And there are so many forces that are there to try to destroy that unity–the only way to bring America down. If you look in a lot of the writings of the neo-Marxists, when they talk about the New World Order; they say there is only one stick in the mud: the United States. How do you get them out of the way? Or how do you change them? And they said there were two fundamental things: their Judeo-Christian faith and their strong families. Those were the things that had to be attacked, and those things have been systematically attacked over the last several decades. There is a book called The Naked Communist by Cleon Skousen, the same guy that wrote The 5,000 Year Leap, lays out the whole agenda of how to attack the family and the Judeo-Christian values to weaken the structure of America.  [18:19-20:02]
Carson was interviewed for WND TV by the founder and CEO of WND Joseph Farah on July 4th, 2014, and Carson recommended this book in the interview:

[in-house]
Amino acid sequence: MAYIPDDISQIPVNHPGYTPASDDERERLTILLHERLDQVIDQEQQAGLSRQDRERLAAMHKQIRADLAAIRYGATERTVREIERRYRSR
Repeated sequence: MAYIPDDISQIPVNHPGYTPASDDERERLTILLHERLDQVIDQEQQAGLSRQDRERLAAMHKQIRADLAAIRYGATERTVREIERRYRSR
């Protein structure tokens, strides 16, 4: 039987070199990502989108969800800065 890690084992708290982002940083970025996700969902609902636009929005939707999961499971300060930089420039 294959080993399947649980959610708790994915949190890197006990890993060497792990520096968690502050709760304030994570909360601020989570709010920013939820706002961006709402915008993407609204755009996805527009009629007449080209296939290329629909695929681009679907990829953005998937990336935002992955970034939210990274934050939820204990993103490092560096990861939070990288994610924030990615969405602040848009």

The mainstream media is never going to give you the right answers, because they’re part of the problem. There’s a book called The Naked Communist, it was written in 1958, uhh..Cleon Skousen, lays out the whole agenda, including the importance of getting people in important positions in the mainstream media so that they could help drive the agenda. Well, that’s what’s happening now. And, uh, we need to just move around them. [20:09-20:35]
Carson was interviewed on Fox News by Megyn Kelly on July 16, 2014, and he recommended this book during that interview:
That’s why I tell them to go read it for themselves: Vladimir Lenin, Saul Alinsky, Karl Marx. You know, uh, I mean these people, umm, just laid all this stuff out. And there was a guy who was a former CIA agent, by the name of Cleon Skousen, who wrote a book in 1958 called The Naked Communist, and it laid out the whole agenda. You would think by reading it, that it was written last year, showing what they’re trying to do to American families, what they’re trying to do to our Judeo-Christian faith, uh, what they’re doing to morality.  [5:05-6:45]
Carson was interviewed on Newsmax TV by J.D. Hayworth on September 9, 2014, and Carson recommended this book in the interview: